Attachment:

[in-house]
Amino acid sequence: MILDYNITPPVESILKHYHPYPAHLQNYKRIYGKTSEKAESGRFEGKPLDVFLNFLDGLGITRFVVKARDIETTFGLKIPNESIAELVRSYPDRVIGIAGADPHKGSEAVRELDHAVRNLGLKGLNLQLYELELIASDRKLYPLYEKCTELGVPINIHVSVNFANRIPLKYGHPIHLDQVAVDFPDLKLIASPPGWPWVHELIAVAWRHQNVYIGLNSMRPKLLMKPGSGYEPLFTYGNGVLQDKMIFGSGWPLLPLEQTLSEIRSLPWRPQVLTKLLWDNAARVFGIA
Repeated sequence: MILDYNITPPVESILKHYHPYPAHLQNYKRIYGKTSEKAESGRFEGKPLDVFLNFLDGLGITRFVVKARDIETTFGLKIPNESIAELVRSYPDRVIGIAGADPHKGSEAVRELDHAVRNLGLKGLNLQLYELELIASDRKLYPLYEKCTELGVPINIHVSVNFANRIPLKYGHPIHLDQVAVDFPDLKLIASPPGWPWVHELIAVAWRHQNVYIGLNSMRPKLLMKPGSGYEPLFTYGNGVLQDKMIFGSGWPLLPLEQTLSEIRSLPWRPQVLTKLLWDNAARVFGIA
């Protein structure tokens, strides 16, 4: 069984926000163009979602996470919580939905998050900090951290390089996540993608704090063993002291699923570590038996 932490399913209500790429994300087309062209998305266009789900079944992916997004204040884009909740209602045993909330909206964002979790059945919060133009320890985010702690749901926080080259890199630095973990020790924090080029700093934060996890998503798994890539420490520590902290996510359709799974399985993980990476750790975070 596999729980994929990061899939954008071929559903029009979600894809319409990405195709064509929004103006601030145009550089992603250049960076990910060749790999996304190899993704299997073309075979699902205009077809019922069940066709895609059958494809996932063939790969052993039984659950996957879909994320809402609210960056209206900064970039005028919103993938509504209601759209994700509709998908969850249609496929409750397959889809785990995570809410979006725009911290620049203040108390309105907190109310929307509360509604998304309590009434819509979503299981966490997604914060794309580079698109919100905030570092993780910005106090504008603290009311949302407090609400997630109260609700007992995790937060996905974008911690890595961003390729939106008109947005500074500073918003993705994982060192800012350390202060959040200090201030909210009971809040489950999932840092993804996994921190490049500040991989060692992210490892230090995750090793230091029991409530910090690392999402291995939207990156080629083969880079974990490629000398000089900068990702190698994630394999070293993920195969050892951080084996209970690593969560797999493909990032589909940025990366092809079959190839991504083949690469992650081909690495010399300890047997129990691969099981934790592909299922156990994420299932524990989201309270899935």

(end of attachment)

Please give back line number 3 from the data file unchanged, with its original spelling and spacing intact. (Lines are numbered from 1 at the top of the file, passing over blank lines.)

Repeated sequence: MILDYNITPPVESILKHYHPYPAHLQNYKRIYGKTSEKAESGRFEGKPLDVFLNFLDGLGITRFVVKARDIETTFGLKIPNESIAELVRSYPDRVIGIAGADPHKGSEAVRELDHAVRNLGLKGLNLQLYELELIASDRKLYPLYEKCTELGVPINIHVSVNFANRIPLKYGHPIHLDQVAVDFPDLKLIASPPGWPWVHELIAVAWRHQNVYIGLNSMRPKLLMKPGSGYEPLFTYGNGVLQDKMIFGSGWPLLPLEQTLSEIRSLPWRPQVLTKLLWDNAARVFGIA